City leaders debating how to fund Dallas PD recruitment

The Dallas City Council is facing a difficult question: what price do you put on public safety?

The city's police force is stretched thin. More money could help hire more recruits. But the budget calls for cutting taxes, which have gone up sharply with soaring property values.

The council on Tuesday tried to find an agreement on both issues.

As homeowners in Dallas continue to see their property taxes go up year after year, the city is considering giving the owner of a $275,000 home a $34 break next year. But some say citizens would rather use that money to improve public safety.

Finding men and women who are willing to protect and serve in Dallas is so difficult that the city is not even planning on making any headway next year.

Dallas CFO Elizabeth Reich said the budget includes the resources to hire 255 police officers next year. That means only six additional officers in the entire budget.

To get more on the streets, Councilman Scott Griggs proposed a 5 percent pay raise that would equal to $20 million more, the same amount the city is proposing to cut from property taxes.

“I know in last 4-5 years we've lost about 1,000 officers,” he said. “I know they are going from call to call in North Oak Cliff and other areas we've seen a spike in violent crime.”

Griggs believes the money for the pay raise can be found within the city's $3.5 billion budget.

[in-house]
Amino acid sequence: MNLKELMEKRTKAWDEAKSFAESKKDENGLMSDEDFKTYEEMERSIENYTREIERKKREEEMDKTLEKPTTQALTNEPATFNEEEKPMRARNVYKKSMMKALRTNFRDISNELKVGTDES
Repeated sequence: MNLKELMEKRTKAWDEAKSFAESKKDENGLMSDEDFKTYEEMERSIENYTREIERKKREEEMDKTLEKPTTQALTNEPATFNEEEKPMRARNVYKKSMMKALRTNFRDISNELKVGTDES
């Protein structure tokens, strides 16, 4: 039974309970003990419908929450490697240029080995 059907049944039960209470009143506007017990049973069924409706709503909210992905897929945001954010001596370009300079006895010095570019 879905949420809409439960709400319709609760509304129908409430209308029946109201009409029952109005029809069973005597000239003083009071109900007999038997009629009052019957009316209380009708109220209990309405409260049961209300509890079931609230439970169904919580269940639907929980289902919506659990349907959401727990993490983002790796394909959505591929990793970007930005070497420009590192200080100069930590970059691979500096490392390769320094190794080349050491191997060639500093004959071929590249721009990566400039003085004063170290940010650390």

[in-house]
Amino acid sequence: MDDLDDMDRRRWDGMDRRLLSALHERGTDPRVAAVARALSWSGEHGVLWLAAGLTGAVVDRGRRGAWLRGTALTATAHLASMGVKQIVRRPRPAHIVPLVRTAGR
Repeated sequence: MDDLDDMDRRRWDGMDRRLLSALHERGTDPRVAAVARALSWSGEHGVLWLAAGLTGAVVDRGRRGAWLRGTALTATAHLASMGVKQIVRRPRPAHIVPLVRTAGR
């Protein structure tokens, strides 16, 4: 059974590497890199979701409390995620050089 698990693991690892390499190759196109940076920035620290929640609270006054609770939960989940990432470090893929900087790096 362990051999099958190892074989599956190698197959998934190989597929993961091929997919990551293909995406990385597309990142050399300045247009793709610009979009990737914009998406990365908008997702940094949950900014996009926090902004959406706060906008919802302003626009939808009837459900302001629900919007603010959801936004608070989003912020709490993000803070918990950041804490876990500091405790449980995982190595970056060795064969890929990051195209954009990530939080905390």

Dallas Mayor Mike Rawlings made it clear that he does not support higher taxes.

“I'm not going to support, and I don't think we as a council should try to take and take and take from our property owners,” he said. “Just because it's there, we think we can take it.”

The mayor had this to say about the proposed 5 percent across the board pay raise for police and fire.

“Doing across the board pay raises is like taking a chain saw to heart surgery,” he said. “You can't just throw money against the issue. You have to understand where the issues are.”

Dallas Police Association President Mike Mata believes the statement sends the wrong message.

“He's the best recruiter for every city around Dallas,” Mata said. “Because every time he says something like that, I'm going to lose officers. And the fire department will lose firefighters. Comments like that tell police and fire that you don't care.”

The starting pay for police in Dallas is $51,000. The city says the average starting pay in the region is $59,000.

The city council will vote on a budget next month.